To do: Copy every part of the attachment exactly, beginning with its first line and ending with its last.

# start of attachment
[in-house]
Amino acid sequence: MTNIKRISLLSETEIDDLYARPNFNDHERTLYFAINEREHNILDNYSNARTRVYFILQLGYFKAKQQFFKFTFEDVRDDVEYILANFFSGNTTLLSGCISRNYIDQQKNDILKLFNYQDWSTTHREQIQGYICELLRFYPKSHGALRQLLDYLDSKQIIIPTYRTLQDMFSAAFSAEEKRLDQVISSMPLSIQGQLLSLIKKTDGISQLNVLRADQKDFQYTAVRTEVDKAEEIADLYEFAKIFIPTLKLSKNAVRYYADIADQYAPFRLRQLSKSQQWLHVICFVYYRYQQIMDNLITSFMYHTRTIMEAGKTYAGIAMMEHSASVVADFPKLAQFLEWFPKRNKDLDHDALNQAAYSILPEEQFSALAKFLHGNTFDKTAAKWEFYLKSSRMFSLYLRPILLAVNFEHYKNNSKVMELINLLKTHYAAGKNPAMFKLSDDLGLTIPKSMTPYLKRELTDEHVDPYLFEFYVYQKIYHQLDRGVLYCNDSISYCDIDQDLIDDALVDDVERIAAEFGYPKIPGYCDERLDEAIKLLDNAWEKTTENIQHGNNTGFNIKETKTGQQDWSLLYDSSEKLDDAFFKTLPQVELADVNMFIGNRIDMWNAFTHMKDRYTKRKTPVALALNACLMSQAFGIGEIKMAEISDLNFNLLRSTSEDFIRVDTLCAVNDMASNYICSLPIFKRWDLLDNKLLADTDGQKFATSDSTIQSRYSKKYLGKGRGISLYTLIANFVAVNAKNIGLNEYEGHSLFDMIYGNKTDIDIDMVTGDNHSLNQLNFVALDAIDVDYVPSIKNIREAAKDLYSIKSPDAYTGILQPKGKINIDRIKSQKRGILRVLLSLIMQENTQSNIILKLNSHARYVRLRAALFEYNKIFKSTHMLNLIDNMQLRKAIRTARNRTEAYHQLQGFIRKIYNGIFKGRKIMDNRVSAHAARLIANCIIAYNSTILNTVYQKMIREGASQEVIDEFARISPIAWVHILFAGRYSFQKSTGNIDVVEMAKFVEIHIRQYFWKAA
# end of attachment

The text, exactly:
[in-house]
Amino acid sequence: MTNIKRISLLSETEIDDLYARPNFNDHERTLYFAINEREHNILDNYSNARTRVYFILQLGYFKAKQQFFKFTFEDVRDDVEYILANFFSGNTTLLSGCISRNYIDQQKNDILKLFNYQDWSTTHREQIQGYICELLRFYPKSHGALRQLLDYLDSKQIIIPTYRTLQDMFSAAFSAEEKRLDQVISSMPLSIQGQLLSLIKKTDGISQLNVLRADQKDFQYTAVRTEVDKAEEIADLYEFAKIFIPTLKLSKNAVRYYADIADQYAPFRLRQLSKSQQWLHVICFVYYRYQQIMDNLITSFMYHTRTIMEAGKTYAGIAMMEHSASVVADFPKLAQFLEWFPKRNKDLDHDALNQAAYSILPEEQFSALAKFLHGNTFDKTAAKWEFYLKSSRMFSLYLRPILLAVNFEHYKNNSKVMELINLLKTHYAAGKNPAMFKLSDDLGLTIPKSMTPYLKRELTDEHVDPYLFEFYVYQKIYHQLDRGVLYCNDSISYCDIDQDLIDDALVDDVERIAAEFGYPKIPGYCDERLDEAIKLLDNAWEKTTENIQHGNNTGFNIKETKTGQQDWSLLYDSSEKLDDAFFKTLPQVELADVNMFIGNRIDMWNAFTHMKDRYTKRKTPVALALNACLMSQAFGIGEIKMAEISDLNFNLLRSTSEDFIRVDTLCAVNDMASNYICSLPIFKRWDLLDNKLLADTDGQKFATSDSTIQSRYSKKYLGKGRGISLYTLIANFVAVNAKNIGLNEYEGHSLFDMIYGNKTDIDIDMVTGDNHSLNQLNFVALDAIDVDYVPSIKNIREAAKDLYSIKSPDAYTGILQPKGKINIDRIKSQKRGILRVLLSLIMQENTQSNIILKLNSHARYVRLRAALFEYNKIFKSTHMLNLIDNMQLRKAIRTARNRTEAYHQLQGFIRKIYNGIFKGRKIMDNRVSAHAARLIANCIIAYNSTILNTVYQKMIREGASQEVIDEFARISPIAWVHILFAGRYSFQKSTGNIDVVEMAKFVEIHIRQYFWKAA